Critics’ Picks

Marilyn Minter, Thigh Gap, 2015, enamel on metal, 72 x 86 1/2".

Marilyn Minter, Thigh Gap, 2015, enamel on metal, 72 x 86 1/2".

New York

Marilyn Minter

Salon 94 | Bowery
243 Bowery
October 27–December 22, 2016

Marilyn Minter is what some would call a “nasty woman”—a term that has made quite a few waves this past election season. And depending on who you are and where you stand, that epithet can either be the highest form of flattery or a scathing misogynistic insult. Minter’s “nasty” work demands respect from its audience, and the large scale of these in-your-face paintings serves to reinforce this idea.

The women depicted here—seen through a misty haze, as if in the midst of a scalding-hot shower—stunt the male gaze and its obsession with bodies that are polished, waxed, nipped, tucked, and Photoshopped into oblivion. Minter’s subjects flaunt their untended pubic hair, bare breasts, and luscious lips. Her bathers face the viewer directly. The artist’s palette is hypervivid, and the blurriness caused by the pane of glass that she rephotograhed these ladies through for her paintings render her subjects as impossible fantasies, well out of range for any common boy’s stare. Works such as Big Breath, 2016, and Thigh Gap, 2015, defy centuries of male leering and dictate their own rules of representation.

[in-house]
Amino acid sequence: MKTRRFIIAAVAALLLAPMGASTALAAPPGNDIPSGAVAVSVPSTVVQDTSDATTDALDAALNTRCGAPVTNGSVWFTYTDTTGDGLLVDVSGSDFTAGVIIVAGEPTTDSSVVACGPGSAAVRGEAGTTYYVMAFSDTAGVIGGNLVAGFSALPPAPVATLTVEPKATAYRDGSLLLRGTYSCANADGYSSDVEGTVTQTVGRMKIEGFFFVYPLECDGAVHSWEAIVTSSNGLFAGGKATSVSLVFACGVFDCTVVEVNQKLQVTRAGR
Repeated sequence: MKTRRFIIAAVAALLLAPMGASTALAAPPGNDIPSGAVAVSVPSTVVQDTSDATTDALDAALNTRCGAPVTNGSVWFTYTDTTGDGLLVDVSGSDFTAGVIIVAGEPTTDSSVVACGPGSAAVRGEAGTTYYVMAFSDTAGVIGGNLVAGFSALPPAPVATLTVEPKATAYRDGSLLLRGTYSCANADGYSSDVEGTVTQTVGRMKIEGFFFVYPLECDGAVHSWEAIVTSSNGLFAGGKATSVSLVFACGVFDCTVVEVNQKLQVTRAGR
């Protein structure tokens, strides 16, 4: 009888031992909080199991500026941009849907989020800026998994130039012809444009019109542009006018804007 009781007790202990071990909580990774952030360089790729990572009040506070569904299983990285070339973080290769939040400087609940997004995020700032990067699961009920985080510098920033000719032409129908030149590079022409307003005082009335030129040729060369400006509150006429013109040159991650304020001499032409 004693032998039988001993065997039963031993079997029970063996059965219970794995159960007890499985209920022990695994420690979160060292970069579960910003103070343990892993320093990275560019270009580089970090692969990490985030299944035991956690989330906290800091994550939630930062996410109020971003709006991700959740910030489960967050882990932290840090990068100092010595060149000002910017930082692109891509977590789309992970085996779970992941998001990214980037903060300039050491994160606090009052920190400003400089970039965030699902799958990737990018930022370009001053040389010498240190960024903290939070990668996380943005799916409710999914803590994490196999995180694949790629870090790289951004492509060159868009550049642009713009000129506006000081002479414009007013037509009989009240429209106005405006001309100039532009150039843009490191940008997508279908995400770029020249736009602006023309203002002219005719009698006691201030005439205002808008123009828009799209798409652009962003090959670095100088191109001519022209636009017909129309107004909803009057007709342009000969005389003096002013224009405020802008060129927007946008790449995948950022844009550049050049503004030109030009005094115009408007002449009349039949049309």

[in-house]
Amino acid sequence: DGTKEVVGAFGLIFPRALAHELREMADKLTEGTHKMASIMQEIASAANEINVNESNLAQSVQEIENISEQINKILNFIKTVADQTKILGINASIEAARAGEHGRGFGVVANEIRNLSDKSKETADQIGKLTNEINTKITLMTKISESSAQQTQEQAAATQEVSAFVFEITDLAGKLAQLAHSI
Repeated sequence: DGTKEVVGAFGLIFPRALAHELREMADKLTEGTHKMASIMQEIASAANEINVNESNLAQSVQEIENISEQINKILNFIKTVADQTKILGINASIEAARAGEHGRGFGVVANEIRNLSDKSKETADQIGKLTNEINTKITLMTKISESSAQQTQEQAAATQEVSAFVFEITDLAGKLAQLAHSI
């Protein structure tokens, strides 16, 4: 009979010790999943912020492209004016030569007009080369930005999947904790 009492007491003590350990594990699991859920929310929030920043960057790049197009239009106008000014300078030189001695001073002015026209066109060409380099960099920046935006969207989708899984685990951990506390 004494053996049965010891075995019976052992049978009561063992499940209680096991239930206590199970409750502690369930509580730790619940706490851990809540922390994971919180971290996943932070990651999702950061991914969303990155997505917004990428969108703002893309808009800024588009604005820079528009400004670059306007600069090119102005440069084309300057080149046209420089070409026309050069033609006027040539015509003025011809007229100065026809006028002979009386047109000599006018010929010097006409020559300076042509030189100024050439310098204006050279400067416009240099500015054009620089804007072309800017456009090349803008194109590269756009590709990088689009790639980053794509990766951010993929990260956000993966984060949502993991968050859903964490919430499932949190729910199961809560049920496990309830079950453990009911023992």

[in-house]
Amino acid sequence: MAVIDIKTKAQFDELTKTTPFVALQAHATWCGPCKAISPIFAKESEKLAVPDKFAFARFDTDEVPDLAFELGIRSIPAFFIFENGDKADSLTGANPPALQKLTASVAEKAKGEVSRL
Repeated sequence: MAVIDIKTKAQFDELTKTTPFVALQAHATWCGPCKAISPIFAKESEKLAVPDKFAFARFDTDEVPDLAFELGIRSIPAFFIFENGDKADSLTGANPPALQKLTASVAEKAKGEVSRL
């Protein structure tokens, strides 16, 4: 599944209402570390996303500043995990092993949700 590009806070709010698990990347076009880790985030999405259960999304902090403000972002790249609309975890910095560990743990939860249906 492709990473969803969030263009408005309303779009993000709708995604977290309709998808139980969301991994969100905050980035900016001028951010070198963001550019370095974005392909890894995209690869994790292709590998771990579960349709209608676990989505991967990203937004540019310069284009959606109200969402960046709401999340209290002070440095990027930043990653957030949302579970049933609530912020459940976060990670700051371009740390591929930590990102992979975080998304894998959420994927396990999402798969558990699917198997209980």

Exhibitions like this one are necessary—Minter’s art is crucial. Women are going to be thrust into plenty of darkness in the coming years, and her pictures remind us that a society cannot call itself free until all women—regardless of their dimensions, sexualities, and ethnicities—have full control over their own bodies.